In the meantime, Cuyler Cook’s boat had capsized, and after trying in vain to cling to the vessel, he set out for the pier. Battered by large waves, Cook was eventually taken under and drowned. Phillips was stranded at the beacon all night until a lifeboat reached him the next day. As the lake was still turbulent, the rescuers threw Phillips a line to tie about his waist, and after he jumped into the water, they pulled him to safety. The inscription on Cook’s gravestone reads:
He took him in his strength and bloom
When struggling with the seas and waves
He wove his garland for the tomb
Cook’s wasn’t the only death associated with the lighthouse. The body of Keeper John Stephenson was found in the river on December 1, 1869, and there were “suspicions of foul play.”
In 1855, a fourth-order Fresnel lens replaced the lamps and reflectors atop Genesee Lighthouse. A cylindrical masonry wall was added inside the tower to support a new iron staircase that replaced the original wooden one. A local newspaper reporter thought the $2,000 spent on improvements was a great bargain, remarking that “with an occasional coat of paint or whitewash, it (the tower) can hardly need repairs for one or two hundred years to come.”
A new brick keeper’s dwelling was built adjacent to the old sandstone tower in 1863. This two-story residence with its eight rooms was a considerable upgrade from its predecessor. A cast-iron tower was established on the west pier on November 5, 1880, and on February 21, 1881, Charlotte-Genesee Lighthouse was discontinued. In 1884, the lantern room and fourth-order L. Sautter lens atop the old stone lighthouse were removed and installed atop a wooden beacon newly erected on the western pier. This new thirty-one-foot-tall lighthouse went into operation on April 1, 1884, and the existing elevated walkway was extended 270 feet to reach it. The four-year-old iron tower was taken down in 1885 and transferred to Cleveland, where it was installed on the breakwater.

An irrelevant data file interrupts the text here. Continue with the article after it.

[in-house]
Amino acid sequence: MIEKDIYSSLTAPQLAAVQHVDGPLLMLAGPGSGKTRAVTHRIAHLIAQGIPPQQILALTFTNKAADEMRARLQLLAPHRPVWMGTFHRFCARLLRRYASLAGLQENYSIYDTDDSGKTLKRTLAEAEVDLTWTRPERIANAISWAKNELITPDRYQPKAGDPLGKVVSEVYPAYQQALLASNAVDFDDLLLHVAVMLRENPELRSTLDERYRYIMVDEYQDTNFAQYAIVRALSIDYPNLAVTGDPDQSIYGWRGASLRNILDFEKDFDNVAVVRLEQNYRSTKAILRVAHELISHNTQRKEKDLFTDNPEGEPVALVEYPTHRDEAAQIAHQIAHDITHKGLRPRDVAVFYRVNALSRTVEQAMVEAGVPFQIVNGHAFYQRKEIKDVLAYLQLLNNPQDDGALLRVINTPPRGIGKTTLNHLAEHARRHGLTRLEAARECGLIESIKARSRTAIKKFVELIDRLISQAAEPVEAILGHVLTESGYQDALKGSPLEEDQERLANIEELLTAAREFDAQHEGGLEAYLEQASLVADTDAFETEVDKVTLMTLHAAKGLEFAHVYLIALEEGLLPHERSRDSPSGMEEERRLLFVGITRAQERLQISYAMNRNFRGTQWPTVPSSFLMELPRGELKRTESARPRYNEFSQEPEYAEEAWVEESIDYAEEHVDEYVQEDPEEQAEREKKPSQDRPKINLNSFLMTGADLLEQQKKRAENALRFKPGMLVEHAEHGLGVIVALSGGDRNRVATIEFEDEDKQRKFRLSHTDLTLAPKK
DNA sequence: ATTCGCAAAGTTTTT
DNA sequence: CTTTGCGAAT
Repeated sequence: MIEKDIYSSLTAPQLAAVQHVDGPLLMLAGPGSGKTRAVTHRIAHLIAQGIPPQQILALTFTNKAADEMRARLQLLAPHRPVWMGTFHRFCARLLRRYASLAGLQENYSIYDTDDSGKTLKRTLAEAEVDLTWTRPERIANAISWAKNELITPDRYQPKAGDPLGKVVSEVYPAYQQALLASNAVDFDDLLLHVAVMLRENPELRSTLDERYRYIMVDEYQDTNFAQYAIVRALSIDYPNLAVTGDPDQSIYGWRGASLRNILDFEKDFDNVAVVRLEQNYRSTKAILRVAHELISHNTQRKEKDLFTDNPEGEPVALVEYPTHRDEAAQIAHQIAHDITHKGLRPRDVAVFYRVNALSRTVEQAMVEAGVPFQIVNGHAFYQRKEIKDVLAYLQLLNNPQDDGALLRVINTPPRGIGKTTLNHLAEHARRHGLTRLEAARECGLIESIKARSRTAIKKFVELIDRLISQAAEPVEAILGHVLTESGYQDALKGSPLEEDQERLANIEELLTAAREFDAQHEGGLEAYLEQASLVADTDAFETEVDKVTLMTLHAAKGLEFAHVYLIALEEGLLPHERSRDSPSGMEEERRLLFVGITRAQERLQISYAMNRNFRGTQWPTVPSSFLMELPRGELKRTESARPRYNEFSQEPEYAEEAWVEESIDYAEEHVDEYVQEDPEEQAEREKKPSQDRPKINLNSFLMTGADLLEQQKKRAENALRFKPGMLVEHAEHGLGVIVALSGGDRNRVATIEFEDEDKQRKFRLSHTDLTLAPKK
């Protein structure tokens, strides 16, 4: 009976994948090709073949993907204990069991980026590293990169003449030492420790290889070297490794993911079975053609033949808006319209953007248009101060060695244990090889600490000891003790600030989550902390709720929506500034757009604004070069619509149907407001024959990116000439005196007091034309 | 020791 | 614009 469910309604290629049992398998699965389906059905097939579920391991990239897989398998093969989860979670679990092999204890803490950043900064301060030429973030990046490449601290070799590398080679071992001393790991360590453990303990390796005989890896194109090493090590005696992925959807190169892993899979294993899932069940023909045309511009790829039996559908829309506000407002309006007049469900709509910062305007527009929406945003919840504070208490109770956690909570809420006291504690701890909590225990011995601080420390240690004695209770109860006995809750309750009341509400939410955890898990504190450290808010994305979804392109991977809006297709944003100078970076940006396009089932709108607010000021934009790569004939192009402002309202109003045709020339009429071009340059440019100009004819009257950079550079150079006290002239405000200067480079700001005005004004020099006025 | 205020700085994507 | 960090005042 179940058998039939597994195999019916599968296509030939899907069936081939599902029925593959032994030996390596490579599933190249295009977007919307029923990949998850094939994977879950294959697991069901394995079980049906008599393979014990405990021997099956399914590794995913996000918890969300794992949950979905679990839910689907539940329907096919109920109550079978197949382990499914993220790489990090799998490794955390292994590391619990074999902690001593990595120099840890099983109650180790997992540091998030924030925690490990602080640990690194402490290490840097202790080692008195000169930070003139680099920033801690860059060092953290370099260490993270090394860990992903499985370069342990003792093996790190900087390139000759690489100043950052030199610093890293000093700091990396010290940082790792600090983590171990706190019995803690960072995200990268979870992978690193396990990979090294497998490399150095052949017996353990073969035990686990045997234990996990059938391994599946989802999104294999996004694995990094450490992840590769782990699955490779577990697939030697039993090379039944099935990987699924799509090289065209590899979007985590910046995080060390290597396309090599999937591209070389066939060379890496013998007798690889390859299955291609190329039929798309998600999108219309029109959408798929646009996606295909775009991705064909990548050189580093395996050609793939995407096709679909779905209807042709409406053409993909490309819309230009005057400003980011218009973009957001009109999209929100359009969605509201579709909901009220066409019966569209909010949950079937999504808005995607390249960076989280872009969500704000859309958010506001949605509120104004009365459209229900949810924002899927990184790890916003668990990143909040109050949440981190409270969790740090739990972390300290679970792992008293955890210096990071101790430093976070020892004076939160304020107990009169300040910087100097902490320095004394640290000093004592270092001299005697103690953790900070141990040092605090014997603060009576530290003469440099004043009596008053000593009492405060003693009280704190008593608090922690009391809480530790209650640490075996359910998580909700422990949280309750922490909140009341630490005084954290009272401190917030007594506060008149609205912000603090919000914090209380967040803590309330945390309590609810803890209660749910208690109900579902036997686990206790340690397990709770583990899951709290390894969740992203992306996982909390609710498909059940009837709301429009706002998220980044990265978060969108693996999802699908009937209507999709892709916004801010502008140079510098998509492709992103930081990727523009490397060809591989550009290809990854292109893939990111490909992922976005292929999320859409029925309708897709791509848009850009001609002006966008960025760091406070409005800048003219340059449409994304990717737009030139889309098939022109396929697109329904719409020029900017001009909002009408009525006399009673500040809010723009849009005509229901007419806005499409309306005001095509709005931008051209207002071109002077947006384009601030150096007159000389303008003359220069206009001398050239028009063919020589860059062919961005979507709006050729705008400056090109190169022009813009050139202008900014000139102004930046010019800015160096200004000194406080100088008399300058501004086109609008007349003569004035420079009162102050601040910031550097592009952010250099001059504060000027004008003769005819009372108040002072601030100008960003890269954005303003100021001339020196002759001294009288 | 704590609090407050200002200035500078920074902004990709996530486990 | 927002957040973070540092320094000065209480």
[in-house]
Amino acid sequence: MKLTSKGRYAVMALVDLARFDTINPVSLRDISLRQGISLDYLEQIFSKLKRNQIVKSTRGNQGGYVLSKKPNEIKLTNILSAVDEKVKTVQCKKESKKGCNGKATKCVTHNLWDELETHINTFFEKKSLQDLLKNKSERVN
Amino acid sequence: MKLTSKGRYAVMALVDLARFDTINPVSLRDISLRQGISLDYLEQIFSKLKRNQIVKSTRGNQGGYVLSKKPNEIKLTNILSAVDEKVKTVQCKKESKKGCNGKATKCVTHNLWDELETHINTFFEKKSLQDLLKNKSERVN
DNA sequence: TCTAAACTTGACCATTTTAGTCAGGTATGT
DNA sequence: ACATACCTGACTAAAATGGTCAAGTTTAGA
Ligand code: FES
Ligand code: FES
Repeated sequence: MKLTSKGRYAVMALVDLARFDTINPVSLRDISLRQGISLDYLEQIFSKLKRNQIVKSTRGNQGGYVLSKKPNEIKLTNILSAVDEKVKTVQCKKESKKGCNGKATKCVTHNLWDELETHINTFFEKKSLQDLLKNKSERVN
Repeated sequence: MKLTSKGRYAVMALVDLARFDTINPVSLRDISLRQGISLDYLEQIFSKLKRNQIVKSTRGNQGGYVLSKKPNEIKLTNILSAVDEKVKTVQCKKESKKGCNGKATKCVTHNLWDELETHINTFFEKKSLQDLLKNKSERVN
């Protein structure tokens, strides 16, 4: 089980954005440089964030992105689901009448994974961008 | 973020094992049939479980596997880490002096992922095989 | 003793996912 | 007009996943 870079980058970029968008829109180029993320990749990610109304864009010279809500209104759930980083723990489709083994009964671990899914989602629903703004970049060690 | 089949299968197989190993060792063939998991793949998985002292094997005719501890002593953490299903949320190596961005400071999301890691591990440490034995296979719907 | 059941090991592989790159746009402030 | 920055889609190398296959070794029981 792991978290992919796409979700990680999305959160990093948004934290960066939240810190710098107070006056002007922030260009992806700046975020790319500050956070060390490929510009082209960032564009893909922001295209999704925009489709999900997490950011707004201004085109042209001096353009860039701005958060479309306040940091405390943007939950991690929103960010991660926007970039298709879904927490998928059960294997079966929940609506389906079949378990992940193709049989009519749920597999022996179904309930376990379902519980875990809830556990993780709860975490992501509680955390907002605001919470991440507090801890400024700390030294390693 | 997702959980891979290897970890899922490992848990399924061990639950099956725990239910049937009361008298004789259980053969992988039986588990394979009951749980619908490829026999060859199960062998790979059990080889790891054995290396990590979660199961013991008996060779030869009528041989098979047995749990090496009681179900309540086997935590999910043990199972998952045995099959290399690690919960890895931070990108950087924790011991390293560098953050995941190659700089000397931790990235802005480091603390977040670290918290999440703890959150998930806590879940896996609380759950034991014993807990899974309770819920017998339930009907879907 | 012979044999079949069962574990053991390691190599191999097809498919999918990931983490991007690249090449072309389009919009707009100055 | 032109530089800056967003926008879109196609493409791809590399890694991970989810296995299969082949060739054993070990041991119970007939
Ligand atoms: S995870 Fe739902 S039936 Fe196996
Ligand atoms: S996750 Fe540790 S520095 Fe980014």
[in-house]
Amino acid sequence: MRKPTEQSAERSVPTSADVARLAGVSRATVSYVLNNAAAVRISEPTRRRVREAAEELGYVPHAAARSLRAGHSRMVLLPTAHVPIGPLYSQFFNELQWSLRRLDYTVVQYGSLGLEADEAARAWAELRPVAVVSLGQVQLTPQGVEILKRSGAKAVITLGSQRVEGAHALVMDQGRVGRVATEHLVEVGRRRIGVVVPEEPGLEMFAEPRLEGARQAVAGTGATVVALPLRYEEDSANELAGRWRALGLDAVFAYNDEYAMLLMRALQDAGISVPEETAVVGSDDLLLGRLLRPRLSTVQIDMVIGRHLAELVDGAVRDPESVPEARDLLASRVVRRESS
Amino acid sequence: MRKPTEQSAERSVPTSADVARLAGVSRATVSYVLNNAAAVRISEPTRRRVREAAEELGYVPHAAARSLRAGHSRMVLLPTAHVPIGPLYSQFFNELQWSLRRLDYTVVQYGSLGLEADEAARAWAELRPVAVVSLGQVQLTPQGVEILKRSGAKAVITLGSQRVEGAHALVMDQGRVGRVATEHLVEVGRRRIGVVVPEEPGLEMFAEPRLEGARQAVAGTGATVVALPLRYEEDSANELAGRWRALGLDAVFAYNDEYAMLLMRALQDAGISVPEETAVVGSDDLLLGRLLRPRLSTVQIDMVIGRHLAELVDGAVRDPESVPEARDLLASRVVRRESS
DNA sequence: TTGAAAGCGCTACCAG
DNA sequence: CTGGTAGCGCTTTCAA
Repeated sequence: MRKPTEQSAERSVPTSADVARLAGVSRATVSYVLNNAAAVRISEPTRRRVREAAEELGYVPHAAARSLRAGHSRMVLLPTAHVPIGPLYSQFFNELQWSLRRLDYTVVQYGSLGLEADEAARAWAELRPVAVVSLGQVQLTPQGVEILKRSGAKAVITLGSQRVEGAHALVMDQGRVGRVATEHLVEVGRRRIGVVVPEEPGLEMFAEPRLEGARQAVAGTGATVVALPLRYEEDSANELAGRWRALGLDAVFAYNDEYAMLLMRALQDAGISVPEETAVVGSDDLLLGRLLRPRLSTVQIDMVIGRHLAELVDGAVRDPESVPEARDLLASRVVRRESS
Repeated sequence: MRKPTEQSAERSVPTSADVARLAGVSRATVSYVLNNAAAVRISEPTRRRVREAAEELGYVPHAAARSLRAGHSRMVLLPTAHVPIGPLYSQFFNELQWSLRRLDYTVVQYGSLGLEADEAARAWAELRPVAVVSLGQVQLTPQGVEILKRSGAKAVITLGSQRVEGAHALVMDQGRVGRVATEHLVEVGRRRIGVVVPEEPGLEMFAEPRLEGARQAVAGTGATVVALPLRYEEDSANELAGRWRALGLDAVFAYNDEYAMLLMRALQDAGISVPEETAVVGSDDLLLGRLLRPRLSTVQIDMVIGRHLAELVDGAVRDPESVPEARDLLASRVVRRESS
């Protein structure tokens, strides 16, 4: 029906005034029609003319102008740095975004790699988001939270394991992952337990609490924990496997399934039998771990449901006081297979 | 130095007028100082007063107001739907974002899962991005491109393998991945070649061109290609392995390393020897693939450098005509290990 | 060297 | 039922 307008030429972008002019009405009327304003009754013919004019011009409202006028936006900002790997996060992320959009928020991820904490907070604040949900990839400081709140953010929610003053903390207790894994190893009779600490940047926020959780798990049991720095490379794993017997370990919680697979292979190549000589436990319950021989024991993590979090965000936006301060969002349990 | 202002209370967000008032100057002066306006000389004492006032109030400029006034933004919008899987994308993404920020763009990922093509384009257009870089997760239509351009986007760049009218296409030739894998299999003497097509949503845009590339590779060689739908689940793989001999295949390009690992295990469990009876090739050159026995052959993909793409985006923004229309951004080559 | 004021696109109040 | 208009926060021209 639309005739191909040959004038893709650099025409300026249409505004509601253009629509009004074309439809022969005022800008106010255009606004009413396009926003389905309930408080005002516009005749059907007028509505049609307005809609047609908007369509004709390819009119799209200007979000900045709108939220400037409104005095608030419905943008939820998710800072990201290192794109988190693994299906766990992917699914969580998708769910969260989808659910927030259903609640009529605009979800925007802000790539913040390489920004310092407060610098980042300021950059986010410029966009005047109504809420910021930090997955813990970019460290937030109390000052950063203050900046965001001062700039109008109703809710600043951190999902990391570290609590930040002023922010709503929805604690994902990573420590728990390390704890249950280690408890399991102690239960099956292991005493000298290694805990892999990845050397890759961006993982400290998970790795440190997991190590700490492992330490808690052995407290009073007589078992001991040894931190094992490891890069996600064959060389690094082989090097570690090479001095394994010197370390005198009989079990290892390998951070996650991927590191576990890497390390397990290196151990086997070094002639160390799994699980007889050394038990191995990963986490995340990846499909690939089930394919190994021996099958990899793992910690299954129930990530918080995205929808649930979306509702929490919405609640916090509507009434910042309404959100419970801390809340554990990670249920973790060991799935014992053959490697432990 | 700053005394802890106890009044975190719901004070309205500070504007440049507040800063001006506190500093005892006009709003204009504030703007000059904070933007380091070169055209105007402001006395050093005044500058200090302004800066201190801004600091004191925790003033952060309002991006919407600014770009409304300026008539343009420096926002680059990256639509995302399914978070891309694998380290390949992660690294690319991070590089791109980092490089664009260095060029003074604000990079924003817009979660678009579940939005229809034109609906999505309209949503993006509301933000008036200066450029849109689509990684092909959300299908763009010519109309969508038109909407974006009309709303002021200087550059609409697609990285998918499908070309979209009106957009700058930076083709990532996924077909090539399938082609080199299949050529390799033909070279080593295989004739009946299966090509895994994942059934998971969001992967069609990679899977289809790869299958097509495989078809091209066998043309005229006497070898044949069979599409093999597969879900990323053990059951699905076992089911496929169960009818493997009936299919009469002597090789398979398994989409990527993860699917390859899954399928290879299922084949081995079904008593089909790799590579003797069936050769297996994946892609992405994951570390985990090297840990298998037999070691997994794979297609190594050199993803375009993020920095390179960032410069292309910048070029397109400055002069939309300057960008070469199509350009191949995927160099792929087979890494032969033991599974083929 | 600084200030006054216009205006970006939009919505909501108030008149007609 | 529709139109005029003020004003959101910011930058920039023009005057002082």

In 1890, the Lighthouse Board requested $4,000 to construct a steam whistle to replace the fog bell used at the entrance to Charlotte Harbor. An act passed on March 3, 1891 provided the necessary funds, and a six-inch steam whistle commenced operation on the west pier on September 30, 1893, sounding a three-second blast each minute as needed. The fog signal building consisted of a wooden frame structure covered with corrugated iron on the outside and smooth iron on the inside. In 1896, the pierhead beacon was moved nearly 500 feet lakeward to the end of the newly extended pier, and the fog signal building was relocated 1,000 feet to join it. A ten-inch steam whistle took the place of the six-inch whistle on November 22, 1900.
A beacon light was established at the outer end of the east pier on May 25, 1902, and the rear light on the west pier was discontinued. This new beacon was described as “white, square, pyramidal above the first story, covered with corrugated iron, and surmounted by a lantern with gallery and black hand rail.” The lower portion of the west beacon was sheathed with corrugated iron at the same time. An iron oil house was placed on the west pier in 1903. At this time, the head keeper lived in the dwelling at the old lighthouse, while the assistant rented accommodations elsewhere, but records indicate that in 1908, the assistant keeper was living in the fog signal house.
In 1917, electric generators with storage batteries were installed near the pier lights to provide electricity for their operation, and the characteristic of the west pier light was changed from fixed red to an occulting white light. A skeletal steel tower topped by a red box replaced the light and fog signal structure on the west pier in 1931. That same year, a brick building was built near the present day carousel to provide electricity for the signals and to house equipment for the radiobeacon, whose tower was erected nearby. The station at the entrance to Rochester Harbor had entered the modern era and greatly improved a mariner’s ability to navigate in contrary conditions.